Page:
How Heavy Is Water
by Nick LeBlanc
I had a bump on my face.
It was nestled deep within my beard.
My jawline throbbed when I ran my fingers over it.
Ah, I said, an ingrown hair.
I pressed it with my forefinger.
I felt a wriggling,
Some thin and powerful something
I pressed harder.
It was a hair alright.
Brown, thick, and coarse
Like the rest of the strands
That had pushed their way
Through the skin of my face.
I pulled on it.
I expected pain.
There was no pain.
I continued to pull.
Out it came, longer and longer.
Soon, it was all the way down to my ankles.
I continued pulling until I could no longer.
It must have been a half mile long.
I went into my parent’s garage.
I love the smell of a garage.
Leaning against the wall was my grandfather’s deep-sea fishing rod.
With a yank,
I removed the hair from my face,
My eyes watering sweet tears of rice wine vinegar.
I sat on a stump which my father had driven an ax into.
For two hours,
I wound the hair around the reel.
Then, I fed it through the eyelets
And up the rod.
I tore off one of my toenails and fashioned it into a hook.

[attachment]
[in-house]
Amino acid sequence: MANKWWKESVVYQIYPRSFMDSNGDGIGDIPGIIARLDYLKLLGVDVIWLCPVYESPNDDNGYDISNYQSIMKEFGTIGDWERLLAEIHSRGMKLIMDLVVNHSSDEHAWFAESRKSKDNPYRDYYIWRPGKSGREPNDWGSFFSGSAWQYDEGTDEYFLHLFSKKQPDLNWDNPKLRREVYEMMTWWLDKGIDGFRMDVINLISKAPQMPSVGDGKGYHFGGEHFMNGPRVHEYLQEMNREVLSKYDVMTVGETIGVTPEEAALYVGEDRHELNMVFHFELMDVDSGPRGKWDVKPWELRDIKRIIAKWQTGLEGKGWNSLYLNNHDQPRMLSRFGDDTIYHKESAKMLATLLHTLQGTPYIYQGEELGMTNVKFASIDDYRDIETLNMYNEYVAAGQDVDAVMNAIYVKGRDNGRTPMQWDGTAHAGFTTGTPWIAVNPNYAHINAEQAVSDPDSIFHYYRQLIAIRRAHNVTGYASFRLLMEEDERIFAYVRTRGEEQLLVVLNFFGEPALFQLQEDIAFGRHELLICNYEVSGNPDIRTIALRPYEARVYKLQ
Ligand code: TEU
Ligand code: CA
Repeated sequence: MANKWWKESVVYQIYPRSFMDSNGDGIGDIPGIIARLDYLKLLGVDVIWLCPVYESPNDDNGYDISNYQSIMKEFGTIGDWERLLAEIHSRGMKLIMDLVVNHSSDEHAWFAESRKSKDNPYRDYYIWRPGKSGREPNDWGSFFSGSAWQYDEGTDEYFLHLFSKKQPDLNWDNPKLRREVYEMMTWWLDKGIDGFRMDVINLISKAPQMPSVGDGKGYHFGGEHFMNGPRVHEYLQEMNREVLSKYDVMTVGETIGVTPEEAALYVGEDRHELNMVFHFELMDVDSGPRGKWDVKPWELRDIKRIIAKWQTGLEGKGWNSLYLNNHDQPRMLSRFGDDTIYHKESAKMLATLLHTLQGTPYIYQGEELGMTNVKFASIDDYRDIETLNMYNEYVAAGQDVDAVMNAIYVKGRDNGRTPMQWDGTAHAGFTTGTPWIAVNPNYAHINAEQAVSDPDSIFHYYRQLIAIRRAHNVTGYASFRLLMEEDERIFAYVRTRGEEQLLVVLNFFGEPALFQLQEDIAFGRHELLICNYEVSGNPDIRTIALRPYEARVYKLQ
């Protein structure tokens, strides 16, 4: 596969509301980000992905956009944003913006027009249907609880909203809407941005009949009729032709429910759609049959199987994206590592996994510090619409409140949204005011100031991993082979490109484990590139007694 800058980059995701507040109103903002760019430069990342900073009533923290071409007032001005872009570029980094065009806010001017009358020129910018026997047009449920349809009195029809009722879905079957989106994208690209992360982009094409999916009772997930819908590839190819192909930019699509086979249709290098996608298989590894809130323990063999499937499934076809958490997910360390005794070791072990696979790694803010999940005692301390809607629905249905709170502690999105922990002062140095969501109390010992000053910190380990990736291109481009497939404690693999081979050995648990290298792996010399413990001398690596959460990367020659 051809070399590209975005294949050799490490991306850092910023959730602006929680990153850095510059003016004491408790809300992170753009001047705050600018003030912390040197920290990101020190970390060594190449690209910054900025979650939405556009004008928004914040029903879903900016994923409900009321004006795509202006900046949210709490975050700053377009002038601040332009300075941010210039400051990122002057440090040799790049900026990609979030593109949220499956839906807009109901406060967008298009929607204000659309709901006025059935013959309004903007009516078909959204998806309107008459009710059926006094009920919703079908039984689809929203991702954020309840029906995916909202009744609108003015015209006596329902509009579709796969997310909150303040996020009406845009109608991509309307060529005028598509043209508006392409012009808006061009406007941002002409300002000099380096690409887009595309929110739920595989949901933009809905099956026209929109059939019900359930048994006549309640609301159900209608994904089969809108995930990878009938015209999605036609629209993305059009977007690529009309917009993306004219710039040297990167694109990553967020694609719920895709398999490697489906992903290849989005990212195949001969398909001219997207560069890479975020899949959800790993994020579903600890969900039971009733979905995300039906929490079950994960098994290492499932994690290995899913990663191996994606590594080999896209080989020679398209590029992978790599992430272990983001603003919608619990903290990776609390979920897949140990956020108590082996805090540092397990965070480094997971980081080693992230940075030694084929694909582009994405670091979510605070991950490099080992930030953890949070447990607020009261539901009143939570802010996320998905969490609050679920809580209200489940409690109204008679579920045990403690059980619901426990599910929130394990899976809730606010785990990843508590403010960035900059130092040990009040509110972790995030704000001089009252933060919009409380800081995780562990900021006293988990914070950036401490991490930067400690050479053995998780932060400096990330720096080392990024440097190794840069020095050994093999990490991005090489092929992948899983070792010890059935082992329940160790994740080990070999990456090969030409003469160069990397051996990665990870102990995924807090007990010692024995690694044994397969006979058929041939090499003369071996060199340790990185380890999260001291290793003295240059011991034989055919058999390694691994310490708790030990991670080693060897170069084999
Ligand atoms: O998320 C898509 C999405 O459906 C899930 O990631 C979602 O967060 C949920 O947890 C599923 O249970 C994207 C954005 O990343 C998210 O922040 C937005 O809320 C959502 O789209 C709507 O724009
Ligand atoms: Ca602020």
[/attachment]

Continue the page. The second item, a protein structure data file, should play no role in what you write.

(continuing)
I attached this hook to the hair
Which I had fed
Along the rod.
I rode my bike to the river.
I reached into my pocket
And removed the knife
I always keep there.
I cut off my tongue.
I stuck it to the toenail hook.
I leaned back and launched the line,
Casting it hundreds of feet deep into the river.
There was a tug,
Then a pull.
The rod was almost torn from my hands.
I fought back with all my might.
Up from the waves emerged a tuna.
It was the largest tuna I’d ever seen.
Must be one of them river tunas, I said.
I dragged it ashore,
My beard-forged line remaining strong.
Once it was ashore,
I unscrewed my foot from my body
And beat the tuna on its head until it stopped wiggling
And its face had turned to putty.
I dug my hands into the fish’s lifeless body
And feasted on the sweet, tender flesh.
Then, I farted three times
And flew to the moon
Where I fell asleep
Under the shade
Of a transplanted weeping willow.
I was awoken by a man who told me he had invented algebra.
He granted me three wishes.
I wished I could see things with the eyes of a child.
I wished that I had been born a happy man rather than a smart one.
And I wished I wasn’t stuck on the moon.
He gave me a ride home
Where I had the best sleep of my life.
All of this really happened,
Or maybe I’m just thinking
Of a dream I had.